Go into any lighting store, and the variety of table lamps available can be staggering. Although modern production methods have opened up all kind of possibilities for designers, the vast range of designs we see today often owe a great deal to the wealth of styles that have come before. Let’s take a moment to look at some iconic moments in the history of table lamps lighting.
1. Argand Lamp
Although lamps have been in existence for centuries, it was the Argand lamp (named for its inventor, Aimé Argand, in 1780) that first provided a unit that could be placed on a table, and still provide enough light for families to gather around. Previous to this, lamps simply weren’t bright enough for this purpose, which can be difficult to imagine today.
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2. Victorian Lamps
Decorative arts in the Victorian era (1837-1901) were inspired by a variety of influences throughout the world, merging traditional styles and reinterpreting artwork from the Middle-East and Asia. Combined with improved production techniques, the era is defined by excessive decoration and ornamentation, and table lamps from this time reflected that aesthetic. With fringes, beading, stained glass and a whole host of decorative touches, you either love them or hate them! You can’t ignore, however, the enthusiasm and adventurous spirit that seems to mark all periods of prosperity. This is the underlying theme that designers returned to again in later periods.
3. Mission Lamps
Towards the end of the Victorian era, another style was emerging that couldn’t have been more different. Named ‘Mission Style’ after the Spanish Missions in the area, it was a simple style that used natural materials (usually oak), and was characterized by strong horizontal and vertical lines. Mission table lamps usually had a simple, pyramid shaped shade, often made from stained glass.
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4. Dragonfly Lamps
Despite the enduring popularity of the simpler Mission style lamps, the Art Nouveau movement that peaked in the late 19th- early 20th Centuries continued exploring decorative and organic forms, with an emphasis on flowing lines rather than simple geometry. One of the era’s most prominent artists in the US was Louis Comfort Tiffany, often credited with the iconic Tiffany lamps. Of these, the dragonfly design has proved to be one of the most enduring, and in a strange twist, it was recently discovered that it was not actually designed by Tiffany. Like many of the best known Tiffany light designs, it was actually the work of Clara Driscoll, who worked in his studios. Unrecognized in her lifetime, it is fitting that her work has stood the test of time.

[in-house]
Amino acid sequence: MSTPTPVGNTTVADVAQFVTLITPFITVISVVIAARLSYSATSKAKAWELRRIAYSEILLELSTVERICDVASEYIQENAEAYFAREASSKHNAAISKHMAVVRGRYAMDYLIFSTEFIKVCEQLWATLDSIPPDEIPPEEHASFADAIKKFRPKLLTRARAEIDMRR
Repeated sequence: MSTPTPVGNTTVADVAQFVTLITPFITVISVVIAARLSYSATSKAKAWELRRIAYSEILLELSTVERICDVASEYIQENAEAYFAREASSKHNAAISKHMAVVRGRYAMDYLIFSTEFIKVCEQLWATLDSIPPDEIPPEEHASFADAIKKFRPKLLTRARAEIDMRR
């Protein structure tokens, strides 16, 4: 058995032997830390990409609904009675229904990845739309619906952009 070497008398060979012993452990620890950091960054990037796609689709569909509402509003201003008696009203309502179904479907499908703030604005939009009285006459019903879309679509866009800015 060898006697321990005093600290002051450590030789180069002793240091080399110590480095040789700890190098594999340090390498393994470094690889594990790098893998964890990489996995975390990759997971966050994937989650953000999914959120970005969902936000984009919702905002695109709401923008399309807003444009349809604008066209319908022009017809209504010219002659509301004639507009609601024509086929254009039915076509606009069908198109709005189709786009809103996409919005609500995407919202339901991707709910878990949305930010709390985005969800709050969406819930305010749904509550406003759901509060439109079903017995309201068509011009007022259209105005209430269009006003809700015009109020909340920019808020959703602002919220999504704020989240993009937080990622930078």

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5. Art Deco Lamps
Following the first World War, the world tried to return to normal, and for a while, a new sense of optimism crept in. The sense of discovery that informed the Victorian arts returned once again: archeology, ancient cultures, and technological progress. The dominant art form of the time was named many years later as Art Deco, which perfectly described the decorative emphasis of the era. Another similarity with the Victorian era can be seen in the variety of table lamps produced. Although there were many different styles explored by designers, you can still look at any of them today and be transported back to the roaring twenties. Sometimes the lamps used simple geometry, inspired no doubt by the emergence of skyscrapers. Other times, it borrowed imagery, particularly from ancient Egypt, and cast it in metal alongside swooping, aerodynamic forms.
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So there’s a roundup of 5 classic styles that you may enjoy. Remember, when older styles remain popular, they’re usually a safe bet to buy, because it’s less likely they’ll go out of fashion anytime soon!